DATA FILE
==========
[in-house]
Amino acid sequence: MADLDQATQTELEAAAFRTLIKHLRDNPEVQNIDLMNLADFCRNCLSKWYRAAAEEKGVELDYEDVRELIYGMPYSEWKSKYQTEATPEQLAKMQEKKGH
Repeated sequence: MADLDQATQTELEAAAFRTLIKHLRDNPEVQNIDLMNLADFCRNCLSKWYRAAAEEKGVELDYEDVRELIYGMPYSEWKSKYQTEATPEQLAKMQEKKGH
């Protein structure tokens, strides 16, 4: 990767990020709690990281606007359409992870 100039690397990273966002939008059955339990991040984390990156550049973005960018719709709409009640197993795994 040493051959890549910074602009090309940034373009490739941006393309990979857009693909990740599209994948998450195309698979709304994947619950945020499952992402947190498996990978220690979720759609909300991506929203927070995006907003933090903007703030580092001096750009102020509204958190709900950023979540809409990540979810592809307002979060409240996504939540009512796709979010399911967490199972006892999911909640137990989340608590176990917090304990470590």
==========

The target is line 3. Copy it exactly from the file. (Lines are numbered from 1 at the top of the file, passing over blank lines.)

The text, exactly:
Repeated sequence: MADLDQATQTELEAAAFRTLIKHLRDNPEVQNIDLMNLADFCRNCLSKWYRAAAEEKGVELDYEDVRELIYGMPYSEWKSKYQTEATPEQLAKMQEKKGH